Stephen King's Dollar Baby Films

Image Source: John Robinson
If you have ever thought that you would like to make your own Stephen King movie, then you might be surprised to learn that it is possible to buy the rights to a Stephen King short story for just one Dollar.

Of course, there are some restrictions on what you can do with your Stephen King adaptation, and you won’t be able to gain the rights to a full-length King novel, but Stephen King’s Dollar Baby program has allowed some 300 students and aspiring filmmakers to license Stephen King short stories and make their very own Stephen King film.


Stephen King’s Dollar Babies provide a way for aspiring film directors to purchase the rights to a Stephen King story for just one Dollar. The proviso is, though, that the film cannot be distributed commercially or even uploaded to the internet, although you can find some Dollar Babies on YouTube. You can, however, show the film at your college or school and it can be shown at a film festival. You will also have to send your competed Stephen King movie to Mr. King himself, for his critical review, which is a scary prospect in itself for any new filmmaker.

The very first Stephen King Dollar Baby was The Boogeyman, which was a short story that was first published in Cavalier magazine in 1973 and then appeared the short story collection Night Shift. The Boogeyman was adapted to film by Jeff Schiro in 1982. At that time, Jeff Schiro was a student at New York University, he has since gone on to have a successful career in TV and films. Schiro was a fan of Stephen King, so he simply approached the author to ask his permission to make a film version of The Boogeyman and, against the advice of his accountants, King granted Schiro the rights to the story and the Dollar Baby idea was born. The Boogeyman is one of the few Dollar Baby projects that you can find on the internet:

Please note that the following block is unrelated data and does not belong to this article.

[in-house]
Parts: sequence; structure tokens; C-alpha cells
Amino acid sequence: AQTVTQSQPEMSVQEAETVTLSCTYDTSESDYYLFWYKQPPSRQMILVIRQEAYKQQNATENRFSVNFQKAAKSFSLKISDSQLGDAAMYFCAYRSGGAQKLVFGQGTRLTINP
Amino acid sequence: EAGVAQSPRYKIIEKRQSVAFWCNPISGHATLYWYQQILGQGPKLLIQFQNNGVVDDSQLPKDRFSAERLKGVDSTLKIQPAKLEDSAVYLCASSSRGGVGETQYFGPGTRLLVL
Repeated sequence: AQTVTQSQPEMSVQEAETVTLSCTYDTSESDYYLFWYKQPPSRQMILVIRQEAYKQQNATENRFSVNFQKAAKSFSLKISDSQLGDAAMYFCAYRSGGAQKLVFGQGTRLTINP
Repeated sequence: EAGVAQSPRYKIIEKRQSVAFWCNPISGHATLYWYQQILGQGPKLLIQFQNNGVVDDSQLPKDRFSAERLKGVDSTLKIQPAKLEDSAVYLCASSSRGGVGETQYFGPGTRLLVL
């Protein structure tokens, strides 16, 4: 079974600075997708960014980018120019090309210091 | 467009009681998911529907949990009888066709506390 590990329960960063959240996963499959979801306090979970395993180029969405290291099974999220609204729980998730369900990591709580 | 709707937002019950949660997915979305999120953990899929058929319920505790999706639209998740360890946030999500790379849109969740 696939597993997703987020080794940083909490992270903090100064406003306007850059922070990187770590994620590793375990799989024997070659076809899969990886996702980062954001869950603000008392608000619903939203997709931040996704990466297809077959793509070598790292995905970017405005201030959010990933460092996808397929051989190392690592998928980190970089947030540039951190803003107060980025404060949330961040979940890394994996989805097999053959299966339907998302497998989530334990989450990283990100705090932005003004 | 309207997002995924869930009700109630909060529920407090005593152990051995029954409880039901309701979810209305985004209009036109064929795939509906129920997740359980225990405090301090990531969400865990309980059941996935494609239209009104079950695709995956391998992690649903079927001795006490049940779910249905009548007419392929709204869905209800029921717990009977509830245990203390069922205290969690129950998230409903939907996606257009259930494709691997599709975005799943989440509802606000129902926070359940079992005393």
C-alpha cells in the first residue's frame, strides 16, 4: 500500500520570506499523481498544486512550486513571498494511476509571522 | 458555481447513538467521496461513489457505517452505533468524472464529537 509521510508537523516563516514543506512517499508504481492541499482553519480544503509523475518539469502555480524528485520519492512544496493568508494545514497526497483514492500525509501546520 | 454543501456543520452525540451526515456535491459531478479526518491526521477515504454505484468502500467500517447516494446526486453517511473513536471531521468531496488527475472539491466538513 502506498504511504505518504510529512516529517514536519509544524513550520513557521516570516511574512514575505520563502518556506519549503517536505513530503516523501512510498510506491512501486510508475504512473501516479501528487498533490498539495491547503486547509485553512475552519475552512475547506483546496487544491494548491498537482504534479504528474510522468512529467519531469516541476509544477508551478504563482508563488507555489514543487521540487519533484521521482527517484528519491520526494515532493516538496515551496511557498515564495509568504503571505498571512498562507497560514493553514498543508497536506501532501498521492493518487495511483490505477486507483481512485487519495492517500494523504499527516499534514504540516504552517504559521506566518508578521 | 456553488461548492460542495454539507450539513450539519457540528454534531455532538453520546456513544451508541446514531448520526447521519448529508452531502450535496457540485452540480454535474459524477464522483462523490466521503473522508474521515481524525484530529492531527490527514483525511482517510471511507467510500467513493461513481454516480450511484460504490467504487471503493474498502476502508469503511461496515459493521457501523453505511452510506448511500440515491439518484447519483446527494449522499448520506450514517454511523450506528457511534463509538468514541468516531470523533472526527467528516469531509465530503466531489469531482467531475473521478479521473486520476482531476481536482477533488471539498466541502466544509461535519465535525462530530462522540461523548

While you may not be allowed to distribute a Dollar Baby film commercially, it can lead to great things, as was demonstrated when Frank Darabont adapted The Woman in the Room, which was also from Stephen king’s Nightshift, in a Dollar Baby deal.


At the time he first approached King, Frank Darabont was an unknown filmmaker, but his Dollar Baby led to an extremely successful a career in filmmaking as well as a long term working relationship with Stephen King, which ultimately led to Darabont directing The Shawshank Redemption, The Green Mile and The Mist.

The Dollar Baby scheme has become something of a pet project for King. He says that it’s a way to give something back. The author is a huge fan of the movies and he has likened the program to being a minor league baseball scout discovering new talent.

If you are a student and you’d like to apply to become one of Stephen King’s Dollar Babies and have the opportunity to make a film adaptation of one of Stephen King’s short stories, you just need to complete a simple request form, which you can find here on the official Stephen King Website. Good luck with your Dollar Baby; you never know where it might lead!

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